In its Decision of 28 June 2018, the European Council set the number of representatives to be elected to the European Parliament from each Member State for the next parliamentary term.
The European Parliament currently has 751 members. 73 of these will become ‘free’ after Brexit. However, these will not be fully redistributed, rather the number of MPs is to be reduced to 705. The remaining 27 original British seats will be allocated to France and Spain (5 seats each), Italy and the Netherlands (3 seats each), Ireland (2 seats), Sweden, Austria, Denmark, Finland, Slovakia, Croatia, Estonia, Poland and Romania (1 seat each).
This will result in the following number of representatives from each Member State in the 2019-2024 parliamentary term: Belgium 21, Bulgaria 17, Denmark 14, Germany 96, Estonia 7, Finland 14, France 79, Greece 21, Ireland 13, Italy 76, Croatia 12, Latvia 8, Lithuania 11, Luxembourg 6, Malta 6, Netherlands 29, Austria 19, Poland 52, Portugal 21, Romania 33, Sweden 21, Slovakia 14, Slovenia 8, Spain 59, Czech Republic 21, Hungary 21 and Cyprus 6.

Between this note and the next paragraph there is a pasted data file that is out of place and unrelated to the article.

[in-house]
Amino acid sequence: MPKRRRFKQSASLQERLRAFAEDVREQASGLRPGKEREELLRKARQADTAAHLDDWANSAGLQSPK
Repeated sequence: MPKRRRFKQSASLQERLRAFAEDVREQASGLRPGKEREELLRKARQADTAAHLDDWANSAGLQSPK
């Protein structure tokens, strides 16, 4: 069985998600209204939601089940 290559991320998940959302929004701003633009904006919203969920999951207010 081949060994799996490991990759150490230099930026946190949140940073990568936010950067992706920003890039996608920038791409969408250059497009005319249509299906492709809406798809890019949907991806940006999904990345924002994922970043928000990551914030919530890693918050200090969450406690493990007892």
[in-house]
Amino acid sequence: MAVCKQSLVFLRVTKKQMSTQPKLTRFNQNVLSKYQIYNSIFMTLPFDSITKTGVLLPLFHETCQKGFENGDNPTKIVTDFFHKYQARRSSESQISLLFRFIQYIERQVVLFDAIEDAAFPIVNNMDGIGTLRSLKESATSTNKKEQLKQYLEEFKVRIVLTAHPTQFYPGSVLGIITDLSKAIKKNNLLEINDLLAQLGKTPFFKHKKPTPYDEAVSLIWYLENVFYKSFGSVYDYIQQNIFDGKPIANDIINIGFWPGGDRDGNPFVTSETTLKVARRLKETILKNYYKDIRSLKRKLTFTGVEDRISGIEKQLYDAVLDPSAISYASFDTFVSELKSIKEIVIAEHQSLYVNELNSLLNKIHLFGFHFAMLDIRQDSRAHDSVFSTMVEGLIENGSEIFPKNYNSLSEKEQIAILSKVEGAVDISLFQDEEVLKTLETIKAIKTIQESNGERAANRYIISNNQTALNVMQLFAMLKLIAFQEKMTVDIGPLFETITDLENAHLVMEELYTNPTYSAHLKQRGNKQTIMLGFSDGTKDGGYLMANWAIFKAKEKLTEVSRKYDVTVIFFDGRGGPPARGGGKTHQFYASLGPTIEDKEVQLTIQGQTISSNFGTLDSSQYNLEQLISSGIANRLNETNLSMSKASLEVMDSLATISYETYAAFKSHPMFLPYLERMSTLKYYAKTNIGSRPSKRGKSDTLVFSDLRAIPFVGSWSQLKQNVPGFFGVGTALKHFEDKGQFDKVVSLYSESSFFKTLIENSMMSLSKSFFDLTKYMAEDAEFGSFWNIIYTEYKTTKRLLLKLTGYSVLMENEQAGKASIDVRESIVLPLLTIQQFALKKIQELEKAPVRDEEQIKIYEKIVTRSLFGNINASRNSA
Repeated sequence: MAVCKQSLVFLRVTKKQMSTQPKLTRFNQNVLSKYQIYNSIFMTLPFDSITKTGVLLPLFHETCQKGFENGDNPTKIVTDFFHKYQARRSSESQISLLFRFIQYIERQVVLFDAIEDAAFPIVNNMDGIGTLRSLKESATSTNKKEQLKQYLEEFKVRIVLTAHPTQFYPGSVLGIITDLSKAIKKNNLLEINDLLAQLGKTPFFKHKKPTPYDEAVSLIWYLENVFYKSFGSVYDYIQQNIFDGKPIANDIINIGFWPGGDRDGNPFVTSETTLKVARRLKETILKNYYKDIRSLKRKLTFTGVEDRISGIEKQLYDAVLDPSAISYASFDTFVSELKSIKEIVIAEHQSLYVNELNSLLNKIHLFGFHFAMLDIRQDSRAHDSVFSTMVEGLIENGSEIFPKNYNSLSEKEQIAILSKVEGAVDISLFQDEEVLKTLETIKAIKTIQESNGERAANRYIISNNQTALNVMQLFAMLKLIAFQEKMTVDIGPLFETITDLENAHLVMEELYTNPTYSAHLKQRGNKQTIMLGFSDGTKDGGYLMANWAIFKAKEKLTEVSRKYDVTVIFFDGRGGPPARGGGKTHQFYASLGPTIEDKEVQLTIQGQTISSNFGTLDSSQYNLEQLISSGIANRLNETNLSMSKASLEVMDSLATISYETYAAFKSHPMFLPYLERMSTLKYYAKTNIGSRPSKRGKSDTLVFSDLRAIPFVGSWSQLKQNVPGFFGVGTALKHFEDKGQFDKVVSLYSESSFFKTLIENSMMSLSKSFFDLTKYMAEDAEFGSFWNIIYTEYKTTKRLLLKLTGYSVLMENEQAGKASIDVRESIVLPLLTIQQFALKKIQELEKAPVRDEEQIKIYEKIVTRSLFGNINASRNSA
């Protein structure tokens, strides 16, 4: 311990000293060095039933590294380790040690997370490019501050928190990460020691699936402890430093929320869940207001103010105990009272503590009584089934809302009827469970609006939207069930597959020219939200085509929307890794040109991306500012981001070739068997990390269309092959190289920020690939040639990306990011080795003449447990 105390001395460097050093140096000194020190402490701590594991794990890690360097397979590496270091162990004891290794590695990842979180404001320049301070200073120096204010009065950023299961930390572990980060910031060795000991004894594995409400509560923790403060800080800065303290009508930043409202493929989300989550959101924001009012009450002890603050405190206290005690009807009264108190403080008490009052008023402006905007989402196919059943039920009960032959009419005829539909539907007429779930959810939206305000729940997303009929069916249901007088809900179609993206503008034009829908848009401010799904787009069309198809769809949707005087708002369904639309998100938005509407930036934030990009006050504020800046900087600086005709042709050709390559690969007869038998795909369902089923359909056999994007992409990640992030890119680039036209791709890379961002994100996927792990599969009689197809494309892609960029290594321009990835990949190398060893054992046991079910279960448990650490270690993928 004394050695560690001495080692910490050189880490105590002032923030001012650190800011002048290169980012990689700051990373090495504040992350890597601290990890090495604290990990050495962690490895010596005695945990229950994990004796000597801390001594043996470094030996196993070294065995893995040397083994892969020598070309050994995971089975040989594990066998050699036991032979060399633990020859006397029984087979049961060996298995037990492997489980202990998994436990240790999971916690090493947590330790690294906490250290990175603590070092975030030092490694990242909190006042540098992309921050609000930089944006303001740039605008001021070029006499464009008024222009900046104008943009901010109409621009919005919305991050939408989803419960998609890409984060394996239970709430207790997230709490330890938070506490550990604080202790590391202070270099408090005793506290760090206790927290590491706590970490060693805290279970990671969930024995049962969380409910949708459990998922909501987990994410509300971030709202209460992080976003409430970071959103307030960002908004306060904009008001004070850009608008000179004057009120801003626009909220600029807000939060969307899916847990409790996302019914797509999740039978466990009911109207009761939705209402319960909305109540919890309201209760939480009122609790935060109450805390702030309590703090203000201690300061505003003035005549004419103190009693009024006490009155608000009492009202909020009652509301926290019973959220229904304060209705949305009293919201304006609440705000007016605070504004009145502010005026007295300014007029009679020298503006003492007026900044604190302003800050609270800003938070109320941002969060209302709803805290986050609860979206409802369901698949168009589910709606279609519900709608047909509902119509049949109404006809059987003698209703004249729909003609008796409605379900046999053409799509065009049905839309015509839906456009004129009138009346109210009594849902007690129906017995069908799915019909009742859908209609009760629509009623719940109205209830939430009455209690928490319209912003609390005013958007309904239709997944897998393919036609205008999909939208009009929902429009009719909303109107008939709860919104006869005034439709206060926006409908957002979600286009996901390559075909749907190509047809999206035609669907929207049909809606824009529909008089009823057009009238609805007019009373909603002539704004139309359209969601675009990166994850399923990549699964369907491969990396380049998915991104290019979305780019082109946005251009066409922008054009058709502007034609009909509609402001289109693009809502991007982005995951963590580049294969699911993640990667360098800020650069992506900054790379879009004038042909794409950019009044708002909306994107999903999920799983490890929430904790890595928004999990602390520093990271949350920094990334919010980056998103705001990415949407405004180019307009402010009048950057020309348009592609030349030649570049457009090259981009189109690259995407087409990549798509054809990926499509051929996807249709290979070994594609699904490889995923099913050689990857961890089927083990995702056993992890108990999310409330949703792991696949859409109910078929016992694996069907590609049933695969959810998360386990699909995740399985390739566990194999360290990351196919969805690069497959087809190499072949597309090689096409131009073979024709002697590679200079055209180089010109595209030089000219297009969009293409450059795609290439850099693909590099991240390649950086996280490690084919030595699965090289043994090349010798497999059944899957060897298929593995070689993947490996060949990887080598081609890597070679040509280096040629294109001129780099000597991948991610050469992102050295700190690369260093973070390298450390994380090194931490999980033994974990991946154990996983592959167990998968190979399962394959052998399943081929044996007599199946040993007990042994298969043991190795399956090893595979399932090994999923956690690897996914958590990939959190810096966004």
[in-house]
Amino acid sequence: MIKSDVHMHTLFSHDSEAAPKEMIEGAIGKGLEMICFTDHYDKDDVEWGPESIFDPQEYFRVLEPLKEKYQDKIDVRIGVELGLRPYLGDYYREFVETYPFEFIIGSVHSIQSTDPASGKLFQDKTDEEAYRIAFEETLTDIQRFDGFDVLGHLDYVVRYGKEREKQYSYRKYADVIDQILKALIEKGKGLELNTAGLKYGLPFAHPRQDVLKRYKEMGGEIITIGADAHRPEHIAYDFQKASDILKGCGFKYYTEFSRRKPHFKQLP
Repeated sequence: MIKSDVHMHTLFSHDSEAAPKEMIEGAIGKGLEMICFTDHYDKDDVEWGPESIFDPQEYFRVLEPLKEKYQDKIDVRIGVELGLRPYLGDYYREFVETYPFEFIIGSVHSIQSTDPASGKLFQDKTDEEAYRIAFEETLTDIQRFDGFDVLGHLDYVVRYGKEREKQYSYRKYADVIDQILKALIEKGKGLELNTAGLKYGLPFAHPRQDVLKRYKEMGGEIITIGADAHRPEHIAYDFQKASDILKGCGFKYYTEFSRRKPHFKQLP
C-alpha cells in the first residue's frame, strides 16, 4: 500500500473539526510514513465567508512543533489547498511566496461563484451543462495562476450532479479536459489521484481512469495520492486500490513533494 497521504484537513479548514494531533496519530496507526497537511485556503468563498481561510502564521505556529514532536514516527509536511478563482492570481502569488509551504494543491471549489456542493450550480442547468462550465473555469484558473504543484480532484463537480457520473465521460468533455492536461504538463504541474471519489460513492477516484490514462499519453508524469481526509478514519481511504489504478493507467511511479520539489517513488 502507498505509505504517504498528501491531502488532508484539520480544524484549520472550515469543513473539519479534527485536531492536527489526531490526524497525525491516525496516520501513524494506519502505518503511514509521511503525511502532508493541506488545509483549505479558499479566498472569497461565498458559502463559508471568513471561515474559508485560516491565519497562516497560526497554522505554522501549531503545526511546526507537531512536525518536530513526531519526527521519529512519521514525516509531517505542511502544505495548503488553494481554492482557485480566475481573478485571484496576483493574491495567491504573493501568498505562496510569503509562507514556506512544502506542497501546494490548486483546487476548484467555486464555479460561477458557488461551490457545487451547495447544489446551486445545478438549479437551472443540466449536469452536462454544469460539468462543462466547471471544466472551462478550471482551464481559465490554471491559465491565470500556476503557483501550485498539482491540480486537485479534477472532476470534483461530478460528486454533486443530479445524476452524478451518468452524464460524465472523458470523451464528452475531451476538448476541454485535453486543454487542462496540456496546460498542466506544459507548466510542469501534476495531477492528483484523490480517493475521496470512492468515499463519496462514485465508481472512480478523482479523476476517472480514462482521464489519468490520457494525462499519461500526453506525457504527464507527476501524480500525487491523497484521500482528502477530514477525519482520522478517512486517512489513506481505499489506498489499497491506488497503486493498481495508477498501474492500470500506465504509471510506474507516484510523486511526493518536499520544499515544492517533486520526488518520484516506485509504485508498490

In the event that the United Kingdom is still a Member State of the European Union at the beginning of the parliamentary term, the current Decision provides that the 2013 Decision on the composition of the European Parliament will continue to apply until the withdrawal becomes effective. After the withdrawal is legally effective, the composition will be based on the latest Decision. Representatives filling the additional seats as a result of the redistribution are to take up their seats when the withdrawal becomes legally effective.
Article 14 of the Treaty on European Union provides that the number of representatives in the European Parliament shall not exceed 750, plus one President. It also states representation of citizens is degressively proportional, with at least 6 members per Member State, but no more than 96 seats.
The principle of degressive proportionality means that more populous countries receive more seats in Parliament than those with smaller populations, but that countries with smaller populations have more seats per inhabitant than larger countries. This principle has been criticised from the point of view of democratic deficit because it challenges the equality of voting weight.